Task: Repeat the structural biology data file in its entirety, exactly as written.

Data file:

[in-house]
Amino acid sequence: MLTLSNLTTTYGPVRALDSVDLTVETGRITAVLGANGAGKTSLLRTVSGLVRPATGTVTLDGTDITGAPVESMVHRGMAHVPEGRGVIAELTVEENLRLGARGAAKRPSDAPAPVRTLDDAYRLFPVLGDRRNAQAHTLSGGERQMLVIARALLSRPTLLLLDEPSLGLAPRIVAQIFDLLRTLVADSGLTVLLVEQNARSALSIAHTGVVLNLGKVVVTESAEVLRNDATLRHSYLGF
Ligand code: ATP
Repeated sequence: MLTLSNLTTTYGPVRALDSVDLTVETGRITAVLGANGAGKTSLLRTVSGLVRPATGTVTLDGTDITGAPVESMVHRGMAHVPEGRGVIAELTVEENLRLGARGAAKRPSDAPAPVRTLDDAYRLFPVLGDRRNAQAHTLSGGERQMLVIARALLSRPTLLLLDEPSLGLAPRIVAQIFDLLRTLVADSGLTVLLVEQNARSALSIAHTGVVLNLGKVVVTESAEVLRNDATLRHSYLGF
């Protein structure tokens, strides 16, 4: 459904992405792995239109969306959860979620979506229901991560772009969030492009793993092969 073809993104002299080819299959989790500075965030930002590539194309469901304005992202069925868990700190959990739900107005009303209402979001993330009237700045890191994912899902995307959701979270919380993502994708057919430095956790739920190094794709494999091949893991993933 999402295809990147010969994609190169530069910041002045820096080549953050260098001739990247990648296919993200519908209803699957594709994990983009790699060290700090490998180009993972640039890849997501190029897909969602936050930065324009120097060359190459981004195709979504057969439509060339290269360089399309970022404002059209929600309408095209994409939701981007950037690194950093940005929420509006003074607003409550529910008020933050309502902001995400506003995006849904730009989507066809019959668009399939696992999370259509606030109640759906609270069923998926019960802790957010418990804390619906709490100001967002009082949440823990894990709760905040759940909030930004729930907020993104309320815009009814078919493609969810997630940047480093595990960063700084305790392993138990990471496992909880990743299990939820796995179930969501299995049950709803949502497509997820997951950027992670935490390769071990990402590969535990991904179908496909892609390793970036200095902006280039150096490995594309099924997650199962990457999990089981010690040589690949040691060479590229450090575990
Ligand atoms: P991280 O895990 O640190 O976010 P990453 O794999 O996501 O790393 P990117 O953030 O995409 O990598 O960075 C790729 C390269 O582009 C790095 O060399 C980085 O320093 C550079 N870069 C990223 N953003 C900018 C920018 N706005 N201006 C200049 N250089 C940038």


[in-house]
Amino acid sequence: MLTLSNLTTTYGPVRALDSVDLTVETGRITAVLGANGAGKTSLLRTVSGLVRPATGTVTLDGTDITGAPVESMVHRGMAHVPEGRGVIAELTVEENLRLGARGAAKRPSDAPAPVRTLDDAYRLFPVLGDRRNAQAHTLSGGERQMLVIARALLSRPTLLLLDEPSLGLAPRIVAQIFDLLRTLVADSGLTVLLVEQNARSALSIAHTGVVLNLGKVVVTESAEVLRNDATLRHSYLGF
Ligand code: ATP
Repeated sequence: MLTLSNLTTTYGPVRALDSVDLTVETGRITAVLGANGAGKTSLLRTVSGLVRPATGTVTLDGTDITGAPVESMVHRGMAHVPEGRGVIAELTVEENLRLGARGAAKRPSDAPAPVRTLDDAYRLFPVLGDRRNAQAHTLSGGERQMLVIARALLSRPTLLLLDEPSLGLAPRIVAQIFDLLRTLVADSGLTVLLVEQNARSALSIAHTGVVLNLGKVVVTESAEVLRNDATLRHSYLGF
């Protein structure tokens, strides 16, 4: 459904992405792995239109969306959860979620979506229901991560772009969030492009793993092969 073809993104002299080819299959989790500075965030930002590539194309469901304005992202069925868990700190959990739900107005009303209402979001993330009237700045890191994912899902995307959701979270919380993502994708057919430095956790739920190094794709494999091949893991993933 999402295809990147010969994609190169530069910041002045820096080549953050260098001739990247990648296919993200519908209803699957594709994990983009790699060290700090490998180009993972640039890849997501190029897909969602936050930065324009120097060359190459981004195709979504057969439509060339290269360089399309970022404002059209929600309408095209994409939701981007950037690194950093940005929420509006003074607003409550529910008020933050309502902001995400506003995006849904730009989507066809019959668009399939696992999370259509606030109640759906609270069923998926019960802790957010418990804390619906709490100001967002009082949440823990894990709760905040759940909030930004729930907020993104309320815009009814078919493609969810997630940047480093595990960063700084305790392993138990990471496992909880990743299990939820796995179930969501299995049950709803949502497509997820997951950027992670935490390769071990990402590969535990991904179908496909892609390793970036200095902006280039150096490995594309099924997650199962990457999990089981010690040589690949040691060479590229450090575990
Ligand atoms: P991280 O895990 O640190 O976010 P990453 O794999 O996501 O790393 P990117 O953030 O995409 O990598 O960075 C790729 C390269 O582009 C790095 O060399 C980085 O320093 C550079 N870069 C990223 N953003 C900018 C920018 N706005 N201006 C200049 N250089 C940038």